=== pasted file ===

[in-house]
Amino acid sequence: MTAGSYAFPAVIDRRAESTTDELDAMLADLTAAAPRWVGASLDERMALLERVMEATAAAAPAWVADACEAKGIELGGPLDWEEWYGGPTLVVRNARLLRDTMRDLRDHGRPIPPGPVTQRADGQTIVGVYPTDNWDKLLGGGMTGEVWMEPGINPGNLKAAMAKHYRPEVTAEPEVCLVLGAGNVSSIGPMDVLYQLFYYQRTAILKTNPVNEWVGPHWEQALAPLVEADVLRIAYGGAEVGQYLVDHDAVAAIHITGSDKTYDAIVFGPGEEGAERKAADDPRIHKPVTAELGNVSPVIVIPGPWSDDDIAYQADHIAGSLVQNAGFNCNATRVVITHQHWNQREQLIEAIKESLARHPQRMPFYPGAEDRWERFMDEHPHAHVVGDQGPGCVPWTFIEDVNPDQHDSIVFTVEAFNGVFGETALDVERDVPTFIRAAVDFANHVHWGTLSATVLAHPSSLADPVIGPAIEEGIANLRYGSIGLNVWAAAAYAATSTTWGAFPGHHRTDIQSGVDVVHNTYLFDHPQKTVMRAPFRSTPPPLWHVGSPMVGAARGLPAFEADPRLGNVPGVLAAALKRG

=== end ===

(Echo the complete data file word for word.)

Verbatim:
[in-house]
Amino acid sequence: MTAGSYAFPAVIDRRAESTTDELDAMLADLTAAAPRWVGASLDERMALLERVMEATAAAAPAWVADACEAKGIELGGPLDWEEWYGGPTLVVRNARLLRDTMRDLRDHGRPIPPGPVTQRADGQTIVGVYPTDNWDKLLGGGMTGEVWMEPGINPGNLKAAMAKHYRPEVTAEPEVCLVLGAGNVSSIGPMDVLYQLFYYQRTAILKTNPVNEWVGPHWEQALAPLVEADVLRIAYGGAEVGQYLVDHDAVAAIHITGSDKTYDAIVFGPGEEGAERKAADDPRIHKPVTAELGNVSPVIVIPGPWSDDDIAYQADHIAGSLVQNAGFNCNATRVVITHQHWNQREQLIEAIKESLARHPQRMPFYPGAEDRWERFMDEHPHAHVVGDQGPGCVPWTFIEDVNPDQHDSIVFTVEAFNGVFGETALDVERDVPTFIRAAVDFANHVHWGTLSATVLAHPSSLADPVIGPAIEEGIANLRYGSIGLNVWAAAAYAATSTTWGAFPGHHRTDIQSGVDVVHNTYLFDHPQKTVMRAPFRSTPPPLWHVGSPMVGAARGLPAFEADPRLGNVPGVLAAALKRG